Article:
in Development

Hook Keyboard and Mouse

In the forums of Baleares on .NET (Spanish) a member asked a general question about hooking functions, avoiding the easy joke about what hooking functions are, we could define them basically as a technique which allows putting your own code between the caller and the destination.

One of the easiest and common hooks is the one to capture keyboard and mouse events, something that you can easily implement in .NET making use of InteropServices.

We will see with a sample how to build a class that intercepts the mouse and keyboard messages and raises a .net event, which users can handle (see below to download the full source code).

The first thing is to obtain the functions to install and remove the hooks, which we can find in the user32.dll.

   1: [DllImport("user32.dll", CharSet = CharSet.Auto, CallingConvention = CallingConvention.StdCall)]
   2: public static extern int SetWindowsHookEx(int idHook, HookProc lpfn, IntPtr hMod, int dwThreadId);
   4: [DllImport("user32.dll", CharSet = CharSet.Auto, CallingConvention = CallingConvention.StdCall)]
   5: public static extern bool UnhookWindowsHookEx(int idHook);
   7: [DllImport("user32.dll", CharSet = CharSet.Auto, CallingConvention = CallingConvention.StdCall)]
   8: public static extern int CallNextHookEx(int idHook, int nCode, IntPtr wParam, IntPtr lParam);

You can find detailed information about what every parameter is in the MSDN, but just as a fast review: idHook is the type of hook to install, lpfn is a pointer to our hook method, hMod is a handle to the DLL that will contain the method pointed by lpfn and finally dwThreadId, which specifies the identifer of the thread with which the hook method is to be associated. The type we have set to lpfn is HookProc, as you will see next, this is just a delegate with the next signature: public delegate int HookProc(int nCode, IntPtr wParam, IntPtr lParam);

Another important thing to stand up is the third DllImport, what we are going to do is to install and remove hooks from a hook chain, because of that it will be necessary to call the next installed hooks, otherwise we will prevent they are executed.

To install the hook the only thing we need to do is to call SetWiwnodwsHookEx with the rigth parameters.

   1: HookProc mouseHookProc = new HookProc(MouseHookProc);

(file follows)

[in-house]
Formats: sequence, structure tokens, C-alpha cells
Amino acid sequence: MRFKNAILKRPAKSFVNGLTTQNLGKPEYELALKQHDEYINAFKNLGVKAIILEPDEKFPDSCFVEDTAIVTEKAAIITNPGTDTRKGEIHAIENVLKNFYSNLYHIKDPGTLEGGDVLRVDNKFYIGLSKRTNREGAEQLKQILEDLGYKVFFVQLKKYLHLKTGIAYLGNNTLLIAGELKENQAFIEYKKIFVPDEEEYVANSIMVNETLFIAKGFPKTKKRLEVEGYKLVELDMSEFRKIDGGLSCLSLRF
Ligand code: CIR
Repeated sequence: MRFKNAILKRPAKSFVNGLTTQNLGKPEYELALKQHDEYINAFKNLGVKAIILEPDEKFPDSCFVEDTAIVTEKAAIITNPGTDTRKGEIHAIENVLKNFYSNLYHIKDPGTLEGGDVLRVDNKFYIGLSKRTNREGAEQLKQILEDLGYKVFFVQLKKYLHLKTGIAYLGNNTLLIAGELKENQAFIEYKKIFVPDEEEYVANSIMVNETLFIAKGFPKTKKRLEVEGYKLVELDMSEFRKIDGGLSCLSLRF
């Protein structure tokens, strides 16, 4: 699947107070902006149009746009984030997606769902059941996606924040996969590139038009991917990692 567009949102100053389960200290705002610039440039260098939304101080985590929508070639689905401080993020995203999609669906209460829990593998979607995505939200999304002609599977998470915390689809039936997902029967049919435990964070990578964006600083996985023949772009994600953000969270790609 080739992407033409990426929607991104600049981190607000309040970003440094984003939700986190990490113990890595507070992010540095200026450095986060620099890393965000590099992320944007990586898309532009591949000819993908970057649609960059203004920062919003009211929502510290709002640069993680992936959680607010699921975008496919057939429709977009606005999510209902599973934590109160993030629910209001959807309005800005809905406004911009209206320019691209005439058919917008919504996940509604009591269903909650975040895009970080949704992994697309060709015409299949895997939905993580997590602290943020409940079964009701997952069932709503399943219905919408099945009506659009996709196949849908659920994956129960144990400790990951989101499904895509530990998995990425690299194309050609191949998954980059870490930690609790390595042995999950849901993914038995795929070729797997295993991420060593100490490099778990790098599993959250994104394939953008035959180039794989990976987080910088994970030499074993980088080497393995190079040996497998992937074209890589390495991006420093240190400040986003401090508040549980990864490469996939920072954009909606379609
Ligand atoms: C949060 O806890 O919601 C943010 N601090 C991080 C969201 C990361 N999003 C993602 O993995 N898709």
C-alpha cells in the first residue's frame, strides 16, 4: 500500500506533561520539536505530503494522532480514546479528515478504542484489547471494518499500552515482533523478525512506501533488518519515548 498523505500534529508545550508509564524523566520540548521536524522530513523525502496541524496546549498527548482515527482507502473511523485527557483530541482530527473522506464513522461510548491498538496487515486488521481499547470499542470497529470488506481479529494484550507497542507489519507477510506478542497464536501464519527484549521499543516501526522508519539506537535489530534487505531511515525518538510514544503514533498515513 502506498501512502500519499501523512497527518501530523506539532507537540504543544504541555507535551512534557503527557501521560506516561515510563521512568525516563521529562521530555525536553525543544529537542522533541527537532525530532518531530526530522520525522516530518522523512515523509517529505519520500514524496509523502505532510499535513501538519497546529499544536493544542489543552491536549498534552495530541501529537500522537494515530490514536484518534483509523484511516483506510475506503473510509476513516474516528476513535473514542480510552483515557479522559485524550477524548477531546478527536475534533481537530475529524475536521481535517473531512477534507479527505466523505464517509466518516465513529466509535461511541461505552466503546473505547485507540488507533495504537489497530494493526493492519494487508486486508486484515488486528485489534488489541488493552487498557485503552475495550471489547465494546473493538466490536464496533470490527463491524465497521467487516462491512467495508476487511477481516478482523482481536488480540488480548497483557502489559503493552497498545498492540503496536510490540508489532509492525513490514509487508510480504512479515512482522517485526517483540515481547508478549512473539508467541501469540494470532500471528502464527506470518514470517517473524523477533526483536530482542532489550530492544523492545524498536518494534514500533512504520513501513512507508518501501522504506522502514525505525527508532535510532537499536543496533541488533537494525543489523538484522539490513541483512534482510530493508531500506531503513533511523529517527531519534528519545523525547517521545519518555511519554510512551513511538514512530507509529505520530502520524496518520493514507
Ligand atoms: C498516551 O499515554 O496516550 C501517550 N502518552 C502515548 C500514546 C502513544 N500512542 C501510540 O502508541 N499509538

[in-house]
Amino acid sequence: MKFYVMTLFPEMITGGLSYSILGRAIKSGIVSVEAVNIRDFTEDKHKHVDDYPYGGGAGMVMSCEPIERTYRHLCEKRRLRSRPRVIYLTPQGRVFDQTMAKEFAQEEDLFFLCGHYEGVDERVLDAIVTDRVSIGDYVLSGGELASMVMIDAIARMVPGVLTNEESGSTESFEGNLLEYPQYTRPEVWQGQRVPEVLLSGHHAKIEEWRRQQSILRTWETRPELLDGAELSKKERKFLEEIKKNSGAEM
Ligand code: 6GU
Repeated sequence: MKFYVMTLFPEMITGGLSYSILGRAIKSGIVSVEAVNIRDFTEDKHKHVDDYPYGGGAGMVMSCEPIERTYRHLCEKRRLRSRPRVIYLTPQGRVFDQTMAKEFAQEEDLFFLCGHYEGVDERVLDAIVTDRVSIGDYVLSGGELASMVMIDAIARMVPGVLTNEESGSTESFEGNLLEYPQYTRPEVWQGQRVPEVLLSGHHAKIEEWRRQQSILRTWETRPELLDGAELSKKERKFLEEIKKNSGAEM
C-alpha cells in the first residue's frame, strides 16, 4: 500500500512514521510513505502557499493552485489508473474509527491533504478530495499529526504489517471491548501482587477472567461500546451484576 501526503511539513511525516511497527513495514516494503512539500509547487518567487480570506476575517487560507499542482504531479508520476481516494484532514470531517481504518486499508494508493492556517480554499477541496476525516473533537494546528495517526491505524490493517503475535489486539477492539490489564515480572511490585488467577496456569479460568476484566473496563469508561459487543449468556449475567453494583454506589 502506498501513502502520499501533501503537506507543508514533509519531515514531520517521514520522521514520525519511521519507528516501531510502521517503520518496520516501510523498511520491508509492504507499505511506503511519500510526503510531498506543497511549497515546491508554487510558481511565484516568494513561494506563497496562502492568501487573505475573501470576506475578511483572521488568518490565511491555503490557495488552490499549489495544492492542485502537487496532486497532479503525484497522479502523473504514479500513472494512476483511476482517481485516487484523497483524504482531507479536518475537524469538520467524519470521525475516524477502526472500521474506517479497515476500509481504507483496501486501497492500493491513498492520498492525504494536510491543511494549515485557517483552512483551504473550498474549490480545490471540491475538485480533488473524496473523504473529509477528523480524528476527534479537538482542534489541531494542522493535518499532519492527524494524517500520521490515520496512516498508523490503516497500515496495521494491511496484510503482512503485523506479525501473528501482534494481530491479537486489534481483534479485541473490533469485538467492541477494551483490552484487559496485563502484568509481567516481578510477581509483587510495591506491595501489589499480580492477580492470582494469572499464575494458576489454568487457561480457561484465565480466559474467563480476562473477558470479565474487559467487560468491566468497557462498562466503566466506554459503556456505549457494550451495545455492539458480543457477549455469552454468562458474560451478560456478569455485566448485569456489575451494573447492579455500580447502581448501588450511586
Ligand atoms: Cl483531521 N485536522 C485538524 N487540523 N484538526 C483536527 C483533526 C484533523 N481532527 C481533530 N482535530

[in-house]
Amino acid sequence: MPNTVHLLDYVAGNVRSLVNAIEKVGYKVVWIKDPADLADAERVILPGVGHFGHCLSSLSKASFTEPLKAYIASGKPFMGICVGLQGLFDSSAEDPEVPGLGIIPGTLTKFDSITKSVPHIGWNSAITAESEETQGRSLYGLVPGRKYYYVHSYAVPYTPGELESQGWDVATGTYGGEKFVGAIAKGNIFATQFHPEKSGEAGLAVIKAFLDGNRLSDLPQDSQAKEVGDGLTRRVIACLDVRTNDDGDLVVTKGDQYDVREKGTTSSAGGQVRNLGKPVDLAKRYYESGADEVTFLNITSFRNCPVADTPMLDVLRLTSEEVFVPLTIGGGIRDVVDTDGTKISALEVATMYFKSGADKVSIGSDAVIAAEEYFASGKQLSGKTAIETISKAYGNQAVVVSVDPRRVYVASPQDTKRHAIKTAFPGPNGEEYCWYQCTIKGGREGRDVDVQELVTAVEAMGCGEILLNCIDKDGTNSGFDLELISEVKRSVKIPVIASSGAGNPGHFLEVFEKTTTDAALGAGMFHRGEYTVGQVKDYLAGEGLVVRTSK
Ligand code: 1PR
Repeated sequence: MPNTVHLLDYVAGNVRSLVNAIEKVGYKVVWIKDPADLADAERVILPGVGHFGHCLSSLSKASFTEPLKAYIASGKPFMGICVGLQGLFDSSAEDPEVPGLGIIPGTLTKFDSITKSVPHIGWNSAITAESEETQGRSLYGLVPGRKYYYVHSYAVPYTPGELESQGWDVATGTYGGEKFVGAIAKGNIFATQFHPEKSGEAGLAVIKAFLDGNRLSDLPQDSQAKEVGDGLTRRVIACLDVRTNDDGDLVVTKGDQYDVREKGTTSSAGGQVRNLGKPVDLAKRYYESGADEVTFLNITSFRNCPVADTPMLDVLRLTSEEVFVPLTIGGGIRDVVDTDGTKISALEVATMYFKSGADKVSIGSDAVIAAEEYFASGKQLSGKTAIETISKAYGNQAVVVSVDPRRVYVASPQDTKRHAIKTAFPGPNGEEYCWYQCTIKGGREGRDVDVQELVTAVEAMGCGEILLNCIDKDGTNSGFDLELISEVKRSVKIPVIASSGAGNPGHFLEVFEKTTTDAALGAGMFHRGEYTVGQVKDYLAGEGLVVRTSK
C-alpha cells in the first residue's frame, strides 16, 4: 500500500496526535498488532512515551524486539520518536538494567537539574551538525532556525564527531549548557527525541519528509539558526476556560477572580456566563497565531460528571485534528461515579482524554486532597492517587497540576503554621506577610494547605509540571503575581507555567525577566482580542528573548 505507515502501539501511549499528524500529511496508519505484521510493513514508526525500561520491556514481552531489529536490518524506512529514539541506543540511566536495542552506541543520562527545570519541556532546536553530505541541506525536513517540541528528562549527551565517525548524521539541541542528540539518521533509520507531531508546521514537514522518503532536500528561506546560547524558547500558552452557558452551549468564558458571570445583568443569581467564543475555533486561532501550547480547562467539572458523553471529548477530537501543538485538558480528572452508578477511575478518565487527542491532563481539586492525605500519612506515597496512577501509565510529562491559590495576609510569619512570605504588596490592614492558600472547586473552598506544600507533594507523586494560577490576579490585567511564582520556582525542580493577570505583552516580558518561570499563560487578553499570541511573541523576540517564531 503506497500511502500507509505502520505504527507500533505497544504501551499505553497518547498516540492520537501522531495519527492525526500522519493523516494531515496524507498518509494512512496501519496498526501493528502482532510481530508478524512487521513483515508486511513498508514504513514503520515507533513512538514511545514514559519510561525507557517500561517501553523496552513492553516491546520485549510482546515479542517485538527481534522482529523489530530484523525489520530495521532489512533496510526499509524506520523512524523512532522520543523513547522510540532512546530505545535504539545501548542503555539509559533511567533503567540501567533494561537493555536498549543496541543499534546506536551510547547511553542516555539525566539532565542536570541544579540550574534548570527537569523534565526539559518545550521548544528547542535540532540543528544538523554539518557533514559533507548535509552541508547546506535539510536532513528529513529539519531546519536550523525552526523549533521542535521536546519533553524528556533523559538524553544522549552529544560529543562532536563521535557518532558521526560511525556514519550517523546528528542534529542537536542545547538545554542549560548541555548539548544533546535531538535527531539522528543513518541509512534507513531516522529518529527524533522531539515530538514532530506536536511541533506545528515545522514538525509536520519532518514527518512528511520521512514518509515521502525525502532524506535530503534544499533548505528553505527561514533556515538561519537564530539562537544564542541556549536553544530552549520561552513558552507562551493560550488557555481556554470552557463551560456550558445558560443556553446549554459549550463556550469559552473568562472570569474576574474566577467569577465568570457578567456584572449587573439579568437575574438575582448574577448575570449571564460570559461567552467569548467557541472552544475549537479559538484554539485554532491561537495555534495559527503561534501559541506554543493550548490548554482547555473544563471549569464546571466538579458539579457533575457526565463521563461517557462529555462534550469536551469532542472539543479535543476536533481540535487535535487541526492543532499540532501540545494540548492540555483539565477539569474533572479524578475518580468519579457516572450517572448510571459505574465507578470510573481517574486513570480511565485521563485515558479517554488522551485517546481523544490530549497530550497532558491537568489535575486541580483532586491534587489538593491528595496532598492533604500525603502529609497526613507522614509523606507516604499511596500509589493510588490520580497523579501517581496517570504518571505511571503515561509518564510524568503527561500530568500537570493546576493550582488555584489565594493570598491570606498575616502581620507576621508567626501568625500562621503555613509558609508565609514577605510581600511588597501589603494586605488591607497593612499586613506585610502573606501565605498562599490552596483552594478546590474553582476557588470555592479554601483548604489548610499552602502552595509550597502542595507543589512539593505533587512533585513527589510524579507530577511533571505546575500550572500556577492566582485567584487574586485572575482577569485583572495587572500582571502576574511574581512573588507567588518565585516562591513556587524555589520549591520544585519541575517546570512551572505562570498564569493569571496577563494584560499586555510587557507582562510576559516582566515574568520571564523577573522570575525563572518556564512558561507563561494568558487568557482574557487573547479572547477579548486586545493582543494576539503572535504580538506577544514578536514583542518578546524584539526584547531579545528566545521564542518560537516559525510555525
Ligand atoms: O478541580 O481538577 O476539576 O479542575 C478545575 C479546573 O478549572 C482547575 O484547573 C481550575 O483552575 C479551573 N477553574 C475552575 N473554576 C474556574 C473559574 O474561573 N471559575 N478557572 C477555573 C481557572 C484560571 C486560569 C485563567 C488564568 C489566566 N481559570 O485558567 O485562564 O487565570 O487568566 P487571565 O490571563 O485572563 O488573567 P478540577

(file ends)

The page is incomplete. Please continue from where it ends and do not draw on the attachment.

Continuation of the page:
2: ...
   3: public void InstallMouseHook()
   4: {
   5:      idHookMouse = NativeMethods.SetWindowsHookEx(NativeConstants.WH_MOUSE_LL, mouseHookProc, Marshal.GetHINSTANCE(this.GetType().Module), 0);
   6:     if (idHookMouse == 0)
   7:         throw new ApplicationException("MouseHook cannot be set");
   8: }
   9: ...
  10: private int MouseHookProc(int nCode, IntPtr wParam, IntPtr lParam)
  11: {
  12:     if (nCode < 0)
  13:     {
  14:         return NativeMethods.CallNextHookEx(NativeConstants.WH_MOUSE_LL, nCode, wParam, lParam);
  15:     }
  16:     else
  17:     {
  18:         MSLLHOOKSTRUCT mouseHookStruct = (MSLLHOOKSTRUCT)Marshal.PtrToStructure(lParam, typeof(MSLLHOOKSTRUCT));
  20:         HookMouseEventArgs args = new HookMouseEventArgs();
  21:         args.Point = new Point(,;
  22:         args.Message = wParam.ToInt32();
  24:         OnHookMouse(args);
  26:         return NativeMethods.CallNextHookEx(NativeConstants.WH_MOUSE_LL, nCode, wParam, lParam);
  27:     }
  28: }
  29: ...
  30: [StructLayout(LayoutKind.Sequential)]
  31: public class MSLLHOOKSTRUCT
  32: {
  33:     public POINT pt;
  34:     public int mouseData;
  35:     public int flags;
  36:     public int time;
  37:     public int dwExtraInfo;
  38: }

In the excerpt of the above code we set a global hook to intercept all the messages of the mouse. When there is a message the method MouseHookProc is called and we will fire an event with the HookMouseEventArgs class as parameters, after that we take care of call the next hook in the chain. In the line 18 you can see how we convert the pointer lParam received as parameter to an struct of type MSLLHOOKSTRUCT. This class contains some valuable information like “mouseData” that represents the message type (left button down, mouse wheel …), or “pt” that represents the point in which is the mouse.

The last thing you need to know is that you must remove the hook as soon as possible, since it’s resource consuming. This can be accomplished as follows:

   1: public void RemoveMouseHook()
   2: {
   3:     if (idHookMouse > 0)
   4:         NativeMethods.UnhookWindowsHookEx(idHookMouse);
   6:     mouseHookProc = null;
   7:     idHookMouse = 0;
   8: }

These are the basis about how to build your own class to handle Mouse Hooks.

I hope you find interesting and remember that you can complete all the information in our bible: the MSDN.